Many mothers experience severe mood swings shortly after birth. This so-called "bay blues" can develop into serious postpartum depression, also called postnatal depression. Researchers have now found that maternal obesity increases the risk of developing this type of depression.
Severe mood swings after birth
The period of pregnancy, childbirth and the time afterwards is an incredibly joyful experience for most women. According to a press release from the University of Regensburg, a variety of physical - especially hormonal and emotional - changes contribute to this Protect the mother from stress, make her calmer and provide her with the necessary caring behaviors. However, the time of birth is also associated with the risk of developing mental disorders - such as anxiety and depression. Around 20 to 25 percent of mothers experience mood swings within the first year after birth. These range from the so-called “postnatal blues” (“baby blues”), which can be overcome in a few days, through postnatal depression (also known as postpartum depression) to postnatal psychosis.
Effects on mothers, fathers and children
Although both mothers suffer from baby blues and many fathers struggle with puerperal depression, the causes of such disorders have hardly been investigated. This is particularly problematic given that the healthy development of the child can also suffer. So far, only a few risk factors have been identified. As reported by the University of Regensburg, this includes mental disorders before pregnancy, serious stressful events, smoking during pregnancy and overweight of the mother. University researchers have now gained further insights into this.
Fatty diets reduce stress tolerance
Regensburg scientist led by Prof. Dr. Inga Neumann (Chair of Animal Physiology and Neurobiology) and PD Dr. In a study funded by the German Research Foundation (DFG), David Slattery investigated whether a high-fat diet influences normal changes in the behavior and stress physiology of the mother. The experiments were reported to be carried out on rodents who were given a special fat diet throughout the gestation period. They were able to demonstrate that the fatty diet not only increased body weight, but also increased mothers' anxiety behavior and also reduced the stress tolerance that is so typical of dams. In addition, the researchers were able to pinpoint the molecular changes in the stress system of the mother's body - in the area of the hypothalamic-pituitary-adrenal cortex axis.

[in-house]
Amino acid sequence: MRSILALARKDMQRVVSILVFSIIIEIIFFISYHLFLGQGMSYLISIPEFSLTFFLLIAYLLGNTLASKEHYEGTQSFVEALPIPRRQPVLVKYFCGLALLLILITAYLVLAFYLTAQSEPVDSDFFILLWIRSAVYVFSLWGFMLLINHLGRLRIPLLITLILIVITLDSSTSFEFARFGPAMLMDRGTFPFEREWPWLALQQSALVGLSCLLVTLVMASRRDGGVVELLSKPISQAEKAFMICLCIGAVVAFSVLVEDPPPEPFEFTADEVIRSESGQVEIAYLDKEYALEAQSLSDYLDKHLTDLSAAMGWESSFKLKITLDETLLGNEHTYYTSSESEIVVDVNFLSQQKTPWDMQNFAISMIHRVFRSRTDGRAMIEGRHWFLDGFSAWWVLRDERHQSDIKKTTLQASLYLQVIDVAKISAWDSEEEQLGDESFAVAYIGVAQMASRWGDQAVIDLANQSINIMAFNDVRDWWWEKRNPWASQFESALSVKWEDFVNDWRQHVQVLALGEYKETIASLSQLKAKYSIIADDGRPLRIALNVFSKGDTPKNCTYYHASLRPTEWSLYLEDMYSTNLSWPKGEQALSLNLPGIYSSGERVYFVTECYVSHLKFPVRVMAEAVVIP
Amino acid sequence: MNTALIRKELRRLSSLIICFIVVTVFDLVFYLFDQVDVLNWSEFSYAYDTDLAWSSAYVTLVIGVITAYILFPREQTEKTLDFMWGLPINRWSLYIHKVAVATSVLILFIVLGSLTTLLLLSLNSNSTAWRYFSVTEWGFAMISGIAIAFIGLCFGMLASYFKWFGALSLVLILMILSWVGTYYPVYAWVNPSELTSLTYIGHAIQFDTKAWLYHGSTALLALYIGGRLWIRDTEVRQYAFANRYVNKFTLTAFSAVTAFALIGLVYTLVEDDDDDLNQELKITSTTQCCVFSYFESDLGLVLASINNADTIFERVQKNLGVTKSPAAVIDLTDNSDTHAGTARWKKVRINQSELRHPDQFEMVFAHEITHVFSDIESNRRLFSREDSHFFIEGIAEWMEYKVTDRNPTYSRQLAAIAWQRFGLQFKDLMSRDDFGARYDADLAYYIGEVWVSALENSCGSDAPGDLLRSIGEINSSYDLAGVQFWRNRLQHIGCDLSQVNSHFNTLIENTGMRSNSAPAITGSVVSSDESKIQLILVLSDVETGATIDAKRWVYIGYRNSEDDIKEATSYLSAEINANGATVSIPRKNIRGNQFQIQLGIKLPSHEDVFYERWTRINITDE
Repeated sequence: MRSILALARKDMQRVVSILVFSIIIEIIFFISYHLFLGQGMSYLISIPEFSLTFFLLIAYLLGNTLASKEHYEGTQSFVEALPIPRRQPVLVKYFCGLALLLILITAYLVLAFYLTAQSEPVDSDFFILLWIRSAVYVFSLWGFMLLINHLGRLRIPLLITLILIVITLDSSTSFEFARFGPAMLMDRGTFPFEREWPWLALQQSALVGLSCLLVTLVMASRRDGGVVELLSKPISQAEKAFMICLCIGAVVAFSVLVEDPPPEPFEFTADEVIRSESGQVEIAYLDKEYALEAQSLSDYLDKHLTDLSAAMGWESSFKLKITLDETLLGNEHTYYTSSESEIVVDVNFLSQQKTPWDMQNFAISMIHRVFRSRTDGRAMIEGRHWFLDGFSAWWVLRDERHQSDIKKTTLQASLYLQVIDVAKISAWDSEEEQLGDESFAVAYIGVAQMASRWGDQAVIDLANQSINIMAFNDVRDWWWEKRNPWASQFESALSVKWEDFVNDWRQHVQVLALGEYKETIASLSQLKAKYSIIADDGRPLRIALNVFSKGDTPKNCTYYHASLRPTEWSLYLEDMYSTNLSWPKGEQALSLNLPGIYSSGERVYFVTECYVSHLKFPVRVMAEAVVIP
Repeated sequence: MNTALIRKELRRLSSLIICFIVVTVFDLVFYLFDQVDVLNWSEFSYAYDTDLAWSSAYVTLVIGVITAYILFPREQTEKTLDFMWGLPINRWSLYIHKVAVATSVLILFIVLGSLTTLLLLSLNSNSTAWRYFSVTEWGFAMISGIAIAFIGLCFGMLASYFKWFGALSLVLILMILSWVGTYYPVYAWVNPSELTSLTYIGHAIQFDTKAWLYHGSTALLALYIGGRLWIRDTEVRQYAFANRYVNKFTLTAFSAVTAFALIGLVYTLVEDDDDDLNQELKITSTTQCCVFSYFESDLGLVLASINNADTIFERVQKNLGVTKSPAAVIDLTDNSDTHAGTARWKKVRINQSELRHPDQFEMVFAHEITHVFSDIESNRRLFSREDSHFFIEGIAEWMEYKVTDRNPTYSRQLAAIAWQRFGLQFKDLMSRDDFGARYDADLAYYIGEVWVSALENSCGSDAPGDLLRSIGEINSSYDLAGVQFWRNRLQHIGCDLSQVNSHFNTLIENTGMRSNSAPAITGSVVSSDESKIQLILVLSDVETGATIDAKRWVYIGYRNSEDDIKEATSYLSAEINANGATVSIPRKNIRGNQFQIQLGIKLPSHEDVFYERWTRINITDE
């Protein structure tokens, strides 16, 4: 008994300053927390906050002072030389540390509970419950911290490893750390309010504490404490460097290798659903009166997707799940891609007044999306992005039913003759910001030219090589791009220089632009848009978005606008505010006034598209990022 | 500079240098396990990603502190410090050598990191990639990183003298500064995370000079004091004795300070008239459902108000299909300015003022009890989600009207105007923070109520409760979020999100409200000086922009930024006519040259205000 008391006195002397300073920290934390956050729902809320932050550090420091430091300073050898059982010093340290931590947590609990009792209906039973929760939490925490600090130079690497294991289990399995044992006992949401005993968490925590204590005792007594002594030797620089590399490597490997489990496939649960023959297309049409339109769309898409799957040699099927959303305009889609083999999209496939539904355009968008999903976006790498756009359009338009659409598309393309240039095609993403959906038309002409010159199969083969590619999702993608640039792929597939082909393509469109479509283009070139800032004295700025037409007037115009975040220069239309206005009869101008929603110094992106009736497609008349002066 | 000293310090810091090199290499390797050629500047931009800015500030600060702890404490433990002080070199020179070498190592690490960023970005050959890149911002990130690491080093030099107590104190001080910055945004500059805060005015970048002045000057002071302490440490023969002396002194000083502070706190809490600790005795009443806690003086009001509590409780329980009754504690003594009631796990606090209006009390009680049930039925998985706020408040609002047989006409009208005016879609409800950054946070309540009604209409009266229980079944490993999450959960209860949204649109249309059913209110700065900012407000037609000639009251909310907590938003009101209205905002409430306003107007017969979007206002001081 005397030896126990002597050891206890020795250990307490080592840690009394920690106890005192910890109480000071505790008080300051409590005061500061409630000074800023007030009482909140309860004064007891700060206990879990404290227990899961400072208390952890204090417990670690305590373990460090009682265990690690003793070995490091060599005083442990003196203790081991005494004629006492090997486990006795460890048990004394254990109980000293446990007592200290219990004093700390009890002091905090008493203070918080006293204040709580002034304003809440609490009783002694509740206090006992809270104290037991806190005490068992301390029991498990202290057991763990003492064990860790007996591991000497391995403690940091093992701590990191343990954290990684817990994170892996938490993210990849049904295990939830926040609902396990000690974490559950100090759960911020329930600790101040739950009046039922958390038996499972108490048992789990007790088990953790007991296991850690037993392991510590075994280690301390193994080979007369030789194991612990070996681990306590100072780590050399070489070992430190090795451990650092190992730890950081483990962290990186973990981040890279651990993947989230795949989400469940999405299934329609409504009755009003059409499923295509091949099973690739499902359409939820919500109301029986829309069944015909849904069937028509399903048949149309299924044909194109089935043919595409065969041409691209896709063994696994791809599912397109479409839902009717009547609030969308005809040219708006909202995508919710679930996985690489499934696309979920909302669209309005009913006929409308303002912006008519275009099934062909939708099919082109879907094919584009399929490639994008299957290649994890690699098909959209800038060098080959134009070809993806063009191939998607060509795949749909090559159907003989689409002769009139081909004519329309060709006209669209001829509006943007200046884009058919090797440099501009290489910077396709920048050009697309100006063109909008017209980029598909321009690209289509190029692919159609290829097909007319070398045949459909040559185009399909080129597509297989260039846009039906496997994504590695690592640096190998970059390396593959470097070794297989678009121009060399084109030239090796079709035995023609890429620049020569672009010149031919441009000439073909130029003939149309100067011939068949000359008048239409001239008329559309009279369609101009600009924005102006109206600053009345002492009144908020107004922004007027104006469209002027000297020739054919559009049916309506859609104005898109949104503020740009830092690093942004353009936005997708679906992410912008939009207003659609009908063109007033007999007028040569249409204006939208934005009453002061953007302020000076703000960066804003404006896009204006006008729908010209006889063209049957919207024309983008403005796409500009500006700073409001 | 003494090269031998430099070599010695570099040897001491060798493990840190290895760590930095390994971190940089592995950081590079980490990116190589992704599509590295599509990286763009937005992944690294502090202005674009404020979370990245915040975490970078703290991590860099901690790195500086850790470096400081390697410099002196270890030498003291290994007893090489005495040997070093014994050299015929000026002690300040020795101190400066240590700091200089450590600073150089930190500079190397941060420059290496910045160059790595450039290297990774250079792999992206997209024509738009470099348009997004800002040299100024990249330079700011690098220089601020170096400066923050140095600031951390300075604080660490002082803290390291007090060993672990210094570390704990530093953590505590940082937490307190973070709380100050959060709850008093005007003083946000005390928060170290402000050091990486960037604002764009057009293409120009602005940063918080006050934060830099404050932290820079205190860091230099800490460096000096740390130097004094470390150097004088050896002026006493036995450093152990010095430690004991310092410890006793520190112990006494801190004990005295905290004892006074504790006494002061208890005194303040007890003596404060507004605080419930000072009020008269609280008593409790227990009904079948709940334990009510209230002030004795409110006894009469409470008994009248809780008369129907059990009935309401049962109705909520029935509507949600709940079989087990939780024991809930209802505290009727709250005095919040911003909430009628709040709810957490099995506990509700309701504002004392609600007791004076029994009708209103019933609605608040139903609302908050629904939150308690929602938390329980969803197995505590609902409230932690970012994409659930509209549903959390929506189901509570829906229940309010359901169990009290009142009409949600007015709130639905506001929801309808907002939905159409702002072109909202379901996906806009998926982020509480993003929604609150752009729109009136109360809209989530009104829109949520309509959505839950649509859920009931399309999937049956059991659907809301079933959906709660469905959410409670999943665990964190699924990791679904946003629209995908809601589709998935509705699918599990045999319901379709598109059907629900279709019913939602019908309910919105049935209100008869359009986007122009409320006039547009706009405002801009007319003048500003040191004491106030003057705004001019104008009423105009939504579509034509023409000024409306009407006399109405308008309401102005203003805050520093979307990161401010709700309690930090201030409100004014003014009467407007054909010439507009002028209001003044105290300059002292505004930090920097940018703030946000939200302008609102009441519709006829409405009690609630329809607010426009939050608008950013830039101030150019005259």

Obesity is a risk factor for postnatal anxiety disorders
The university press release summarizes that the observations are further evidence that normal maternal changes are of great importance for the mental health of mother and child. They also show that fatty foods and obesity (obesity) are risk factors for the development of postnatal anxiety disorders in mothers. Furthermore, both factors reduce the development of an increased stress tolerance, which is actually typical for breastfeeding mothers. The results of the investigation were published in the scientific reports. (ad)